Britain and the Origins of Canadian Confederation, 1837-67

By Ged Martin | Go to book overview

Notes and References

PREFACE
1.
W. H. Russell, My Diary North and South ( 2 vols, London, 1863) i, p. v.
2.
Henry Fielding, Tom Jones (first published 1749), ch. 2.
3.
E.M Wrong, Charles Buller and Responsible Government ( Oxford, 1929) p. v.

1 BRITISH NORTH AMERICA ON THE EVE OF CONFEDERATION
1.
The preamble to the British North America Act (1867) is given in Joseph Pope (ed.), Confederation, p. 249 and Browne, p. 302.
2.
These issues are also discussed in Ged Martin, "'An Imperial Idea and Its Friends: Canadian Confederation and the British, 1837-1864'" in Gordon Martel (ed.), Studies in British Imperial History: Essays in Honour of A.P. Thornton (Basingstoke, 1986) pp. 49-94; and Ged Martin , "'Launching Canadian Confederation: Means to Ends'", Historical Journal, xxvii ( 1984) pp. 575-602. The present study also draws upon G. W. Martin, 'Britain and the Future of British North America, 1837-1867' (PhD thesis, Cambridge, 1972).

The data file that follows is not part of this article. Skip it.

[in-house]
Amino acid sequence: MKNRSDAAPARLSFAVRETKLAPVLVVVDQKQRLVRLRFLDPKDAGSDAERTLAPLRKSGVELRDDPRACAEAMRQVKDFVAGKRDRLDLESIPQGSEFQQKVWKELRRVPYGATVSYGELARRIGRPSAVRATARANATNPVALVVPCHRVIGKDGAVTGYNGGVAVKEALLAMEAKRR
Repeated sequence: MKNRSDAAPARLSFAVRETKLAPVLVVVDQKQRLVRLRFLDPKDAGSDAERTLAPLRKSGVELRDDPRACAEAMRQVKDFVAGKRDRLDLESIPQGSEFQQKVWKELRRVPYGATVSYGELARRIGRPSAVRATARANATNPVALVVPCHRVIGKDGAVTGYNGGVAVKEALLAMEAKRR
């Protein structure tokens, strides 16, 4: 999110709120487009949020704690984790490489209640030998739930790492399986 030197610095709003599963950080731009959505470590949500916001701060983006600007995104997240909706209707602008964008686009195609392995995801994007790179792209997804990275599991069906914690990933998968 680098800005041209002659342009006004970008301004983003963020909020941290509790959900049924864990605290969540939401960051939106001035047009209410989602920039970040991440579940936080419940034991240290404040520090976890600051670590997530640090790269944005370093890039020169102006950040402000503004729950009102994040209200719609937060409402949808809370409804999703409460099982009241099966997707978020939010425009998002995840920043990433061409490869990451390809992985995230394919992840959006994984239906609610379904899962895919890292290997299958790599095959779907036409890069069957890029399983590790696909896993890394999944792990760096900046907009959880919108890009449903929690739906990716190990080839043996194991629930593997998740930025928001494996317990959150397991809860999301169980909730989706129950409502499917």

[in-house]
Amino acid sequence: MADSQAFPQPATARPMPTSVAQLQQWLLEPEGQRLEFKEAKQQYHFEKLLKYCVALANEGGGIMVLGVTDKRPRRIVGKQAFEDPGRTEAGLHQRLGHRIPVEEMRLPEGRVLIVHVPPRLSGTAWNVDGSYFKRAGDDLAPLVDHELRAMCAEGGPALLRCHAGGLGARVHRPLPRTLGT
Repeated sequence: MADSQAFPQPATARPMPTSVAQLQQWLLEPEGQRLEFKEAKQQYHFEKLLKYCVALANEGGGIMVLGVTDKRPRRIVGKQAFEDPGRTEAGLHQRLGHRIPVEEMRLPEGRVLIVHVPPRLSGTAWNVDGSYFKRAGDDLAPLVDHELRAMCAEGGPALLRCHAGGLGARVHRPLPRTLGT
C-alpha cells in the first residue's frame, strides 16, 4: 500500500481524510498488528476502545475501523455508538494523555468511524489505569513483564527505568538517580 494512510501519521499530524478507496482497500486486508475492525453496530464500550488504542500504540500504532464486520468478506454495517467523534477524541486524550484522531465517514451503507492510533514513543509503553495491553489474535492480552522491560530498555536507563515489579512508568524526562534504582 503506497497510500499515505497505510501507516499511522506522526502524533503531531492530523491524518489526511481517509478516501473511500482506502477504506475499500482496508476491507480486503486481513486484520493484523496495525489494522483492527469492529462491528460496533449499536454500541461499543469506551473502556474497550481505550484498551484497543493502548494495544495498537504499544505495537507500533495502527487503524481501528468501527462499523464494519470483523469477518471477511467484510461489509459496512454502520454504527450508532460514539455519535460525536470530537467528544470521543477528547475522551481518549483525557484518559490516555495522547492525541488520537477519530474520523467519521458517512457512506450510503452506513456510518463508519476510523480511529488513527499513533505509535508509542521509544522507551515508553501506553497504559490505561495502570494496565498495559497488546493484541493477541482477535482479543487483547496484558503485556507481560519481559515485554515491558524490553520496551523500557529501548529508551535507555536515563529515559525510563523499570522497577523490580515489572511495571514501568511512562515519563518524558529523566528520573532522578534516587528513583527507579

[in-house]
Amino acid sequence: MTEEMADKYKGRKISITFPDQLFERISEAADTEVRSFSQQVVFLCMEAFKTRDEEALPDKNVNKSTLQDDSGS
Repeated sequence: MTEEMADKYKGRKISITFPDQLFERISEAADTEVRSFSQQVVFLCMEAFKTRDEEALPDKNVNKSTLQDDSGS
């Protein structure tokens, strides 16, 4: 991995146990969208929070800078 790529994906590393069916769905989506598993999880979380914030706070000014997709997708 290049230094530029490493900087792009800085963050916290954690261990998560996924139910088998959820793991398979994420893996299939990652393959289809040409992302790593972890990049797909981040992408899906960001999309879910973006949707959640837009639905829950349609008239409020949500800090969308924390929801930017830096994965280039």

Various studies discuss the idea of Confederation in the decades before 1867. Older works which remain useful are R. G. Trotter, Canadian Federation: Its Origins and Achievements. A Study in Nation- Building ( Toronto, 1924) and W. M. Whitelaw, The Maritimes and Canada before Confederation ( Toronto, 1934). Chester Martin, Foundations of Canadian Nationhood ( Toronto, 1955) is valuable in placing Confederation in a longer perspective, but its usefulness is reduced by the absence of any citation of sources. For the Loyalist

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